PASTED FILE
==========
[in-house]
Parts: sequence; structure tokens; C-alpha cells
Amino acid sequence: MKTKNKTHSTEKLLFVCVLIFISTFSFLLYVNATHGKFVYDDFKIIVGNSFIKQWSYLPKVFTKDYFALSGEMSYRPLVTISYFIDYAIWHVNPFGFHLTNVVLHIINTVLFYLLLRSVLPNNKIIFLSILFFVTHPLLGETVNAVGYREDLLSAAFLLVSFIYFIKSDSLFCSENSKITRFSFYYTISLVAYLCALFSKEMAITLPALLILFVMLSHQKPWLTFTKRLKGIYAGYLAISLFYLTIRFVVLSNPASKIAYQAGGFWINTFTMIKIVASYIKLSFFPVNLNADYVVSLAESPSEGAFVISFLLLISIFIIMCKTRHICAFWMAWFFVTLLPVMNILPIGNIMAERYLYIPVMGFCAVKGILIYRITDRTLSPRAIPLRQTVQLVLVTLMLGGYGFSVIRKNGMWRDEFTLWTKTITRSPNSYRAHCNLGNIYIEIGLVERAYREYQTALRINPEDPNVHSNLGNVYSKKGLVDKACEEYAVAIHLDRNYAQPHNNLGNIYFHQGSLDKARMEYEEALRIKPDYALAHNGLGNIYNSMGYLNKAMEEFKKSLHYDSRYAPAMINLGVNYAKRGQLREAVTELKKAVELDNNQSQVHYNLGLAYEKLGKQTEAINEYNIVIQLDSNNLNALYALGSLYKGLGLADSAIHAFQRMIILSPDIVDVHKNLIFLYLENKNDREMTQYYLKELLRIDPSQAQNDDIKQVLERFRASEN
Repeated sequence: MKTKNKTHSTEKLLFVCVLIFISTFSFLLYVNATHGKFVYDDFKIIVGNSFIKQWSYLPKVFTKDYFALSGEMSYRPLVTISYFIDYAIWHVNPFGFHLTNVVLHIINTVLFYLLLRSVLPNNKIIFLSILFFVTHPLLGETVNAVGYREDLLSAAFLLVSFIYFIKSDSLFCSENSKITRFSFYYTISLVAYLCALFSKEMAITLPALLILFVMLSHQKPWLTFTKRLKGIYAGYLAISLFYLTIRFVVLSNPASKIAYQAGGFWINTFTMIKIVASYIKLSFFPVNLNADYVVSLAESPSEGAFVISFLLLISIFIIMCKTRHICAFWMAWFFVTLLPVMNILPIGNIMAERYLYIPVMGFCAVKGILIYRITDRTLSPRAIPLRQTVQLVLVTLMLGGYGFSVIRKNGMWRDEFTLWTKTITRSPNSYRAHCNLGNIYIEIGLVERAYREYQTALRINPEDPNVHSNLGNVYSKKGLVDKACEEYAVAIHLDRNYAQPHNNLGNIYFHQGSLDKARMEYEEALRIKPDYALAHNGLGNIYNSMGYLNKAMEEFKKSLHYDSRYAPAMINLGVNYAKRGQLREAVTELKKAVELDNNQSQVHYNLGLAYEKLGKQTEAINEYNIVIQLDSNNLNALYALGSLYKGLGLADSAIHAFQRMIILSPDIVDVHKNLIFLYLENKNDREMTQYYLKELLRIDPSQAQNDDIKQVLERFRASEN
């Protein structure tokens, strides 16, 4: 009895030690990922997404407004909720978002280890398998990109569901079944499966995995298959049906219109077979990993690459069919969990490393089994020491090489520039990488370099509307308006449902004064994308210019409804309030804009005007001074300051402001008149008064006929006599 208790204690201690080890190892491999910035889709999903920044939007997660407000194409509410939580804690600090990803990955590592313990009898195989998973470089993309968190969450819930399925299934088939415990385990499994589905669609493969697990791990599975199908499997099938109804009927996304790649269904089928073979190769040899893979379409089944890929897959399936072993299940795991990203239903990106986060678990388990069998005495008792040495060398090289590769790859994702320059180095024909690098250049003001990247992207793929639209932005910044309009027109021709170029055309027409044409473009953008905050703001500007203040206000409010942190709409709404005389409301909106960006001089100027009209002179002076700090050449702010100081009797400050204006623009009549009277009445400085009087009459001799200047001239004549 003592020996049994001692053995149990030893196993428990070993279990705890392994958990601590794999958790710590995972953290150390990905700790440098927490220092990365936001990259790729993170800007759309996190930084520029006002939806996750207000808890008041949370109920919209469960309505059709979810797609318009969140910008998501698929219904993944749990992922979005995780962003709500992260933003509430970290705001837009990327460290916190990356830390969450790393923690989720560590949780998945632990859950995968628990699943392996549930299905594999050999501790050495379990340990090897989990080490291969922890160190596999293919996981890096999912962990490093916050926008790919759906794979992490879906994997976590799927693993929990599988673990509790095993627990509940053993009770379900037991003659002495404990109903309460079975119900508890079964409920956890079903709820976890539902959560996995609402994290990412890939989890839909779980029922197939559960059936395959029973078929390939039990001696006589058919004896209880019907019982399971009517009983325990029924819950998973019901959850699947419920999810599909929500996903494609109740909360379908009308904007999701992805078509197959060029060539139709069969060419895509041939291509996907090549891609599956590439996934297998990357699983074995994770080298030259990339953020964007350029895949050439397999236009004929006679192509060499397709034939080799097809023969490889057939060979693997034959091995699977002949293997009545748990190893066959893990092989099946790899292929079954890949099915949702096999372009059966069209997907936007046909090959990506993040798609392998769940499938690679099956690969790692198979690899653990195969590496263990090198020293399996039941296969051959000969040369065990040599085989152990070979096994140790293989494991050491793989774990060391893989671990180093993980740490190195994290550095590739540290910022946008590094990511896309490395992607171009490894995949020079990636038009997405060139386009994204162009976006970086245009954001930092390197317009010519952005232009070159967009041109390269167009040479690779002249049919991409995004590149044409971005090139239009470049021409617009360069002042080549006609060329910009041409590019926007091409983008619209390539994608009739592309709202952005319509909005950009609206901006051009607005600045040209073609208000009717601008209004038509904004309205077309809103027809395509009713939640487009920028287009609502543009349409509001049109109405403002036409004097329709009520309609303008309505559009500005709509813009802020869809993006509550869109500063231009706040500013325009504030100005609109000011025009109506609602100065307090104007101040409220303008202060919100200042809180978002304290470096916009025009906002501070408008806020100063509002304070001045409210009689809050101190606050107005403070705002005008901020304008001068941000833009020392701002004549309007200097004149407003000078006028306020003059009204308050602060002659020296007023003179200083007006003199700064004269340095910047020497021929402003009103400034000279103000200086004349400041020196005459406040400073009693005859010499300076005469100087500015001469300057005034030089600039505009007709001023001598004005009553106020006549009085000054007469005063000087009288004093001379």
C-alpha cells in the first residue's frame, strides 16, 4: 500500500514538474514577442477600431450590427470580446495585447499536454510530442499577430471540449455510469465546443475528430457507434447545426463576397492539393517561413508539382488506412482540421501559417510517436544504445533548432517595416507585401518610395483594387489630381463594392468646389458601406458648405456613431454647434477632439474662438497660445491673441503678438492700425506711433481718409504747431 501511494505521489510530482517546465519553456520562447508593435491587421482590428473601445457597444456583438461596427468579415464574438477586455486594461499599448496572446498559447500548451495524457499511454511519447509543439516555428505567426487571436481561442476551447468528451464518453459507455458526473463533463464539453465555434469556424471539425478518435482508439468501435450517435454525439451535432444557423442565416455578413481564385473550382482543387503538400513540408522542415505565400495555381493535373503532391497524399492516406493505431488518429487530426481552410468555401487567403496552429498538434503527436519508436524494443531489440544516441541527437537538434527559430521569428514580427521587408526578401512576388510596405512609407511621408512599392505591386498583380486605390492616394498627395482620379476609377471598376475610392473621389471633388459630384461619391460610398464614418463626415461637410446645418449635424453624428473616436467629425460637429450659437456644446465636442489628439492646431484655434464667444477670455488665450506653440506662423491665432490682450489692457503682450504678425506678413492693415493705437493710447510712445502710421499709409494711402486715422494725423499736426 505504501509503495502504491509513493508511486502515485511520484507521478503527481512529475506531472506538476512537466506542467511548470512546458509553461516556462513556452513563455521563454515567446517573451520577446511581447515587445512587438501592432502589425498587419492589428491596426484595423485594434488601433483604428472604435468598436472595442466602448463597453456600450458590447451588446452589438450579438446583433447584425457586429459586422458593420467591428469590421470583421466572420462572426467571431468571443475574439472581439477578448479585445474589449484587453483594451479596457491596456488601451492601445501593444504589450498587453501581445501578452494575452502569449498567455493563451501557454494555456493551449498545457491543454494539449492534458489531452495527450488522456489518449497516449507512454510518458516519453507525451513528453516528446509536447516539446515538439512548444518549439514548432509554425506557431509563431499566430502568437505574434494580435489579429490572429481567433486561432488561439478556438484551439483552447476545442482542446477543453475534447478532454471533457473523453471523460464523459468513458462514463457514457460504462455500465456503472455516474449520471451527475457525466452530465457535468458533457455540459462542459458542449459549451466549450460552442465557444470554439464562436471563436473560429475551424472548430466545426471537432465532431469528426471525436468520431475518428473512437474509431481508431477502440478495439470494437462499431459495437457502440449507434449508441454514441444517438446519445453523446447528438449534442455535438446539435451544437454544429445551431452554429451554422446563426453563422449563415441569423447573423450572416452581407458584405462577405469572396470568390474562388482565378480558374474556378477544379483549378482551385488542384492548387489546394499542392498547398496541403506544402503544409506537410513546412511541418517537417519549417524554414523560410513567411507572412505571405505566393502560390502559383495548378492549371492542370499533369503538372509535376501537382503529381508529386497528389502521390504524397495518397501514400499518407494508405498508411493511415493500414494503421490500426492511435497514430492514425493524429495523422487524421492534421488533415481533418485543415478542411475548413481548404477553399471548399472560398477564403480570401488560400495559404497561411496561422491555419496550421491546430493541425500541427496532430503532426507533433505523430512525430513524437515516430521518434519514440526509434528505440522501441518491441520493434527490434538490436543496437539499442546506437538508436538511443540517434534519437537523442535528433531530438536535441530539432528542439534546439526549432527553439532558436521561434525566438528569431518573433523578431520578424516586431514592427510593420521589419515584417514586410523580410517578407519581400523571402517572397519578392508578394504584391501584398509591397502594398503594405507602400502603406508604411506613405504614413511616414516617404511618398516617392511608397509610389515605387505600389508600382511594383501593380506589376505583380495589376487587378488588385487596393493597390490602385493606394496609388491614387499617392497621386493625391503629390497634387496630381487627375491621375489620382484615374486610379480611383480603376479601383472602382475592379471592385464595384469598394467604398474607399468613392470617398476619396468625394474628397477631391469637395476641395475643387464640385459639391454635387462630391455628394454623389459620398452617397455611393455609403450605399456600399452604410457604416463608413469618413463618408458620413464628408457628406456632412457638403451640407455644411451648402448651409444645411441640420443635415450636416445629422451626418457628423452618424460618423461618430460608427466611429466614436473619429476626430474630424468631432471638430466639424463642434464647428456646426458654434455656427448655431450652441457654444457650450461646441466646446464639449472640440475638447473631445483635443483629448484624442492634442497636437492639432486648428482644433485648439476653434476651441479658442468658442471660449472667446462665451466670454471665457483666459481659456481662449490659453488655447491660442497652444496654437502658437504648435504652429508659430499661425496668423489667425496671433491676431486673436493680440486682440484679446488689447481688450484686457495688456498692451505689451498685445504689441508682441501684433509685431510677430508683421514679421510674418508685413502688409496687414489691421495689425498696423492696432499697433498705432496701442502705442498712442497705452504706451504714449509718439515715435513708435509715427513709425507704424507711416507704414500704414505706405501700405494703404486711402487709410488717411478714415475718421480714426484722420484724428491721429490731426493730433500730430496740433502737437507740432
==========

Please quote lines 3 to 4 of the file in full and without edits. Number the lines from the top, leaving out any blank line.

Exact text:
Amino acid sequence: MKTKNKTHSTEKLLFVCVLIFISTFSFLLYVNATHGKFVYDDFKIIVGNSFIKQWSYLPKVFTKDYFALSGEMSYRPLVTISYFIDYAIWHVNPFGFHLTNVVLHIINTVLFYLLLRSVLPNNKIIFLSILFFVTHPLLGETVNAVGYREDLLSAAFLLVSFIYFIKSDSLFCSENSKITRFSFYYTISLVAYLCALFSKEMAITLPALLILFVMLSHQKPWLTFTKRLKGIYAGYLAISLFYLTIRFVVLSNPASKIAYQAGGFWINTFTMIKIVASYIKLSFFPVNLNADYVVSLAESPSEGAFVISFLLLISIFIIMCKTRHICAFWMAWFFVTLLPVMNILPIGNIMAERYLYIPVMGFCAVKGILIYRITDRTLSPRAIPLRQTVQLVLVTLMLGGYGFSVIRKNGMWRDEFTLWTKTITRSPNSYRAHCNLGNIYIEIGLVERAYREYQTALRINPEDPNVHSNLGNVYSKKGLVDKACEEYAVAIHLDRNYAQPHNNLGNIYFHQGSLDKARMEYEEALRIKPDYALAHNGLGNIYNSMGYLNKAMEEFKKSLHYDSRYAPAMINLGVNYAKRGQLREAVTELKKAVELDNNQSQVHYNLGLAYEKLGKQTEAINEYNIVIQLDSNNLNALYALGSLYKGLGLADSAIHAFQRMIILSPDIVDVHKNLIFLYLENKNDREMTQYYLKELLRIDPSQAQNDDIKQVLERFRASEN
Repeated sequence: MKTKNKTHSTEKLLFVCVLIFISTFSFLLYVNATHGKFVYDDFKIIVGNSFIKQWSYLPKVFTKDYFALSGEMSYRPLVTISYFIDYAIWHVNPFGFHLTNVVLHIINTVLFYLLLRSVLPNNKIIFLSILFFVTHPLLGETVNAVGYREDLLSAAFLLVSFIYFIKSDSLFCSENSKITRFSFYYTISLVAYLCALFSKEMAITLPALLILFVMLSHQKPWLTFTKRLKGIYAGYLAISLFYLTIRFVVLSNPASKIAYQAGGFWINTFTMIKIVASYIKLSFFPVNLNADYVVSLAESPSEGAFVISFLLLISIFIIMCKTRHICAFWMAWFFVTLLPVMNILPIGNIMAERYLYIPVMGFCAVKGILIYRITDRTLSPRAIPLRQTVQLVLVTLMLGGYGFSVIRKNGMWRDEFTLWTKTITRSPNSYRAHCNLGNIYIEIGLVERAYREYQTALRINPEDPNVHSNLGNVYSKKGLVDKACEEYAVAIHLDRNYAQPHNNLGNIYFHQGSLDKARMEYEEALRIKPDYALAHNGLGNIYNSMGYLNKAMEEFKKSLHYDSRYAPAMINLGVNYAKRGQLREAVTELKKAVELDNNQSQVHYNLGLAYEKLGKQTEAINEYNIVIQLDSNNLNALYALGSLYKGLGLADSAIHAFQRMIILSPDIVDVHKNLIFLYLENKNDREMTQYYLKELLRIDPSQAQNDDIKQVLERFRASEN